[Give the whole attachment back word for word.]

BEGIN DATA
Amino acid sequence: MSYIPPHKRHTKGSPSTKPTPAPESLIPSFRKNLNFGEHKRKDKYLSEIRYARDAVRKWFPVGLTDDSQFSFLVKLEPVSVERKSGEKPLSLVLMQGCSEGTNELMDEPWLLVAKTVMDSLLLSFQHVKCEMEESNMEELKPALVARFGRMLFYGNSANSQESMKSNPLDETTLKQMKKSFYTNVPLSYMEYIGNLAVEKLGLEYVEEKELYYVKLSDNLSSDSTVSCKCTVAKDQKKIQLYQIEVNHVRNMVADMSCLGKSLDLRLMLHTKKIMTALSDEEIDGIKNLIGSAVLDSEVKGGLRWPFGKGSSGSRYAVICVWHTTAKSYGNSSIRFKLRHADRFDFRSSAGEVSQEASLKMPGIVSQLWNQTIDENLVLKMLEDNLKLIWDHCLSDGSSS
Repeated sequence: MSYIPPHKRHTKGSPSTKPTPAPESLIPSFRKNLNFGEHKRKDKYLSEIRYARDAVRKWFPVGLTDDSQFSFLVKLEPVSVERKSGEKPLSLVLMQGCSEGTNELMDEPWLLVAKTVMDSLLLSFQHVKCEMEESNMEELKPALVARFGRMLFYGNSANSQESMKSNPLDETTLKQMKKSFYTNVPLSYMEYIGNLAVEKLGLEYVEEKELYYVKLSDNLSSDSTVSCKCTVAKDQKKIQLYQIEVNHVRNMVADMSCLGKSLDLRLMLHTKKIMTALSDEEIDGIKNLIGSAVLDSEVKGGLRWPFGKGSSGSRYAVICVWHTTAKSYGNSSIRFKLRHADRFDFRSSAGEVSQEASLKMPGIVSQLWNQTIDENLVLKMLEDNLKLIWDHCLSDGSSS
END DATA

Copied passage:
Amino acid sequence: MSYIPPHKRHTKGSPSTKPTPAPESLIPSFRKNLNFGEHKRKDKYLSEIRYARDAVRKWFPVGLTDDSQFSFLVKLEPVSVERKSGEKPLSLVLMQGCSEGTNELMDEPWLLVAKTVMDSLLLSFQHVKCEMEESNMEELKPALVARFGRMLFYGNSANSQESMKSNPLDETTLKQMKKSFYTNVPLSYMEYIGNLAVEKLGLEYVEEKELYYVKLSDNLSSDSTVSCKCTVAKDQKKIQLYQIEVNHVRNMVADMSCLGKSLDLRLMLHTKKIMTALSDEEIDGIKNLIGSAVLDSEVKGGLRWPFGKGSSGSRYAVICVWHTTAKSYGNSSIRFKLRHADRFDFRSSAGEVSQEASLKMPGIVSQLWNQTIDENLVLKMLEDNLKLIWDHCLSDGSSS
Repeated sequence: MSYIPPHKRHTKGSPSTKPTPAPESLIPSFRKNLNFGEHKRKDKYLSEIRYARDAVRKWFPVGLTDDSQFSFLVKLEPVSVERKSGEKPLSLVLMQGCSEGTNELMDEPWLLVAKTVMDSLLLSFQHVKCEMEESNMEELKPALVARFGRMLFYGNSANSQESMKSNPLDETTLKQMKKSFYTNVPLSYMEYIGNLAVEKLGLEYVEEKELYYVKLSDNLSSDSTVSCKCTVAKDQKKIQLYQIEVNHVRNMVADMSCLGKSLDLRLMLHTKKIMTALSDEEIDGIKNLIGSAVLDSEVKGGLRWPFGKGSSGSRYAVICVWHTTAKSYGNSSIRFKLRHADRFDFRSSAGEVSQEASLKMPGIVSQLWNQTIDENLVLKMLEDNLKLIWDHCLSDGSSS